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Posted: May 01, 2008

Athena Award finalist: Roxane White

Denver ‘turnaround' manager credited for improving social services for the city's poor

Graham Foley

When Roxane White took over the Denver Department of Human Services in 2003, she faced a growing homeless population, a huge backlog of food stamp requests, an underappreciated workforce and orders to lay off 25 percent of her staff.
"It was a dire time for social services," she says. "We had some very big challenges in front of us."

Using her years of experience and extensive education, she designed a viable and creative solution: Get to work.

"Sometimes it’s a practical sense of ‘here’s the need and here’s the resources,’" White says. "You just have to get the resources to the need. It’s not rocket science."

On White’s orders, every member of management and every appointee was trained on food stamp intake, and within days the problem of backlogged food stamp requests was solved. She then opened the warm lobby of Human Services to the freezing homeless population being turned away from packed shelters.

"We have buildings that are heated, and we have people who are cold. These things just need to come together," White says.

It is this practicality and creative management that has led her to the forefront of Mayor John Hickenlooper’s staff, and will carry her to her next position, which she assumed April 15th: head of the Timothy and Bernadette Marquez Foundation.

While this knack for leadership was seasoned on the big-city streets of Denver and San Francisco, that trait has deeper roots cultivated on the farmlands of rural Montana.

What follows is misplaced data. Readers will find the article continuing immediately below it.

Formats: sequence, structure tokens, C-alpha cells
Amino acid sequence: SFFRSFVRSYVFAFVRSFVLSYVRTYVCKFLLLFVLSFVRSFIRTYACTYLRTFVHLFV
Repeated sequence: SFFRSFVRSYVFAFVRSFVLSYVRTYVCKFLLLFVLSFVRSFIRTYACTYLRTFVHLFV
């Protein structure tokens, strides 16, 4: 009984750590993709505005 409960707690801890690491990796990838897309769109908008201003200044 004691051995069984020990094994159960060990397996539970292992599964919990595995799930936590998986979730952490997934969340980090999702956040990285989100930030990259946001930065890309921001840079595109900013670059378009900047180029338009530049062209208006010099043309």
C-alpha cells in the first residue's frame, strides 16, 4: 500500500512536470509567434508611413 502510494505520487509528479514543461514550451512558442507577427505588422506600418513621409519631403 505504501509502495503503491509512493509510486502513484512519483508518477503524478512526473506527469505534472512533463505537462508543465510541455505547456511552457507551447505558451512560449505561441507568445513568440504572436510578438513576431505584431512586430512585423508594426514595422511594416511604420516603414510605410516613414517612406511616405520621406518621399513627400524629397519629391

Growing up in the small town of Victor, Mont., White heard the call to help while working at a youth camp on Flathead Lake. She found that the children facing challenges at home were drawn to her.

"That’s when the bug bit me," she says.

She pursued her education accordingly, earning a master’s in divinity degree. White thought she would become a youth pastor, but her experience at seminary working with troubled children led her back to school for social-work pursuits.

"Working with people in need is where I felt called to be," she says.

White put her training to use heading up multiple youth centers and homeless shelters, often taking control of failing programs and building them into sustainable community resources.
"I like a challenge," she says. "I love turnaround. I love building things. Once things are getting more to sustainability, it’s usually time for somebody else to come in."

As a result, White was the perfect candidate to take over the ailing Department of Human Services. Under her leadership since 2003, child re-abuse and neglect has decreased to 2.3 percent — well under the federal standard of 6.7 — and Denver was named one of only three national training sites for child welfare. But perhaps her crowning achievement is the Ten Year Plan to End Homelessness, which after two years has already decreased chronic homelessness by 36 percent, and homelessness overall by 11 percent.

Still, according to the program’s current manager Jamie Van Leeuwen, her legacy won't live on in the numbers. It is, and will continue to be, reflected in the people she has helped.

"It’s interesting because, as she moves to the Marquez Foundation, it’s not just what her legacy is, but what it will continue to be," Van Leeuwen says. "It’s the advocacy and the human face that Roxane has brought to the poor and underserved in this community. The voice that she has given to the poor of this community is her crowning achievement.

"We very are sad to see her go, but we are very fortunate that Roxane White will continue to be a part of this community."

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